At the moment it’s not possible to get a particle effect to appear at an outer-most point, sending particles towards an origin point. (Reverse particle direction)
I had an idea involving a way to make the speed property of particles negative. What this would do is simply make the particle’s position the same as if it were at the end of its lifetime at a positive speed (so in a way, pre-calculate the end position of the particle) and then move it towards the emitter’s origin.
This is a fairly simple idea in terms of explanation but it would make room for quite a few effects that developers can use. Many effects people would love to make rely on this out->in direction, so I think the use cases are more than present enough for a demand on this feature.
Yes I hope this happens because with the current way ParticleEmitters work,
you can make Explosions (In->Out) but not Implosions (Out->In).
There is no current way to do that with just one ParticleEmitter.
You would have to make like a ring of tiny invisible parts with a ParticleEmitter in each one, aligning the front face of each part towards a center point, and having the emitters go from big to small as it reaches the center point to give it that Black Hole effect.
Edit: Also this would make it possible to do reverse time effects. Say you are doing a cutscene and a car blows up. You use a particle emitter to do the explosion while parts fly everywhere. But then the cutscene slows down and then stops, part movement is frozen still. Then time reverses and everything goes back to the car and the car fixes itself as if the explosion never happened. This is possible but with one exception, the ParticleEmitter wouldn’t stop, it will keep its exploding out effect during the time reversal. So this is one use case where a reverse property or something would come in handy.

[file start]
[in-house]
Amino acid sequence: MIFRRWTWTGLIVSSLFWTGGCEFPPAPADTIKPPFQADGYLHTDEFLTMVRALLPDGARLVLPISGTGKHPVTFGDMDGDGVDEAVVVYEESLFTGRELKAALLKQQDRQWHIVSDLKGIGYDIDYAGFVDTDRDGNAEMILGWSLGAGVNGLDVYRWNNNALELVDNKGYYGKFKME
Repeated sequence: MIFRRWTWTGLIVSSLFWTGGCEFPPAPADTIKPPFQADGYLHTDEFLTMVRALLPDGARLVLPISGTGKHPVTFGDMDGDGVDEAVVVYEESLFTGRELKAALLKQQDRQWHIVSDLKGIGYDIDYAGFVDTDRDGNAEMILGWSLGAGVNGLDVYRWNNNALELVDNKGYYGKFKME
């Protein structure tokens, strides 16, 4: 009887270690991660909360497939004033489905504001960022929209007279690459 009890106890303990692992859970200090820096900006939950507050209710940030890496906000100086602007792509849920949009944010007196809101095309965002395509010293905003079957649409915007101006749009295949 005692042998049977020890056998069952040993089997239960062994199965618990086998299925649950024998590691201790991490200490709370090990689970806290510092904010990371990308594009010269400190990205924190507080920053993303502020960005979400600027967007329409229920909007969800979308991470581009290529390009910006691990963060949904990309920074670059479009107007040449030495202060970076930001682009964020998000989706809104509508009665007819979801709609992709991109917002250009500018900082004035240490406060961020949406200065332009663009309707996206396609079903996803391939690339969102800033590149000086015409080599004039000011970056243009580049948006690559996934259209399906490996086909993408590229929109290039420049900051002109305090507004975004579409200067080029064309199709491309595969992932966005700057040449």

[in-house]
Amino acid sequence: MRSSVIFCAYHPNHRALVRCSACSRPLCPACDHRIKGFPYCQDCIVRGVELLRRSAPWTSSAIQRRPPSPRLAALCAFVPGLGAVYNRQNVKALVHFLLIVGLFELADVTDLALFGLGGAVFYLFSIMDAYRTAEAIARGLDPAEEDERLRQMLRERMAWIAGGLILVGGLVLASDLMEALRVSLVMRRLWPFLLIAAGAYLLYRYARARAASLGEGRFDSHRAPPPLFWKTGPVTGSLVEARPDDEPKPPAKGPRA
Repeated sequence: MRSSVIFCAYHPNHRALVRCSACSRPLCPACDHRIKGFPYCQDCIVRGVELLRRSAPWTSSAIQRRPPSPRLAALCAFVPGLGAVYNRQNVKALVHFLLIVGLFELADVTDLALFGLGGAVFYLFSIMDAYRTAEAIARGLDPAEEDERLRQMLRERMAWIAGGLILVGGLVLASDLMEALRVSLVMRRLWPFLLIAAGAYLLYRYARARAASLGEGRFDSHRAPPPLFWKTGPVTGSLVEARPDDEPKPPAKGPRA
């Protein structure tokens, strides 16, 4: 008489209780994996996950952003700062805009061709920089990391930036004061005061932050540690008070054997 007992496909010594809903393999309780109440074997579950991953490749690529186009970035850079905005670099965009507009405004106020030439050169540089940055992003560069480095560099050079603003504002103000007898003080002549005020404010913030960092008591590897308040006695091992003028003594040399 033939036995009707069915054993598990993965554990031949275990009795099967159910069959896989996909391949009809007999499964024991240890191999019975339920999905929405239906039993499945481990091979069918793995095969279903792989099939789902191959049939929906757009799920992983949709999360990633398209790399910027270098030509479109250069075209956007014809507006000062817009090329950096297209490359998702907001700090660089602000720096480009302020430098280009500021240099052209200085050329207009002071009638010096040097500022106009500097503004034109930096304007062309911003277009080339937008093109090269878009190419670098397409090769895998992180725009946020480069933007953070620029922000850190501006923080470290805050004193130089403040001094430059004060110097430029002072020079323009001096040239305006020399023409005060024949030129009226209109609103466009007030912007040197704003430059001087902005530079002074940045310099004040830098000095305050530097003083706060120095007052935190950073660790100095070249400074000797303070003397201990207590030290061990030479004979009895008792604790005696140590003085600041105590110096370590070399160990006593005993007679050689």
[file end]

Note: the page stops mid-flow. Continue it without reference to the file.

Excuse me for the necrobump, but if this isn’t already achievable, then I feel I should bring this topic back up again. I’m sure people could find many use cases for reverse particles, like a black hole and having gusts go into it or something. I can’t explain my stance in depth right now, but what I can say is that I’d like this.
Currently this has a low chance of being implemented because there are not concrete use cases. It would help if you give specific examples and post screenshots from games/movies that have effects you’d like to make.
I would love to see an expansion of the particle system. It’s very restrictive compared to other game engines. Even by simply allowing particles to be pulled instead of pushed, tons of effects become far easier and less intensive to achieve.
For example, this inwards portal effect requires 63 ParticleEmitters to make all of the particles converge. With reversible ParticleEmitters this would require only 1.
Common effects with moving water or wind involve sucking rather than blowing (ie. Eely in Super Mario Sunshine). While Eely is mostly a stationary character, to achieve an inwards wind or water effect on a moving object or character, multiple ParticleEmitters are required and all of their positions must be maintained relative to the moving entity. This is tedious to set up and unreasonably intensive for more complex effects as a large amount of ParticleEmitters are required to reduce the amount of obvious emission points.
7 ParticleEmitters were needed to achieve this effect on only the single dimension shown in this video, and you can clearly see where the particles are originating from which is unattractive.
It’s also common to see charge attacks or spells that directly target things accumulate energy or power by drawing particles inwards towards the weapon or target. Here are some isolated examples of this found on YouTube.
I have wanted to do charge attacks with inwardly drawn “charging” particles, but creating attractive effects is a pain because I have to resort to hacks like rapidly shrinking textures. This trick is also difficult to work with without programming due to restrictions with the visual NumberSequence selector (value maxes out at 10), which makes larger effects difficult to fine-tune.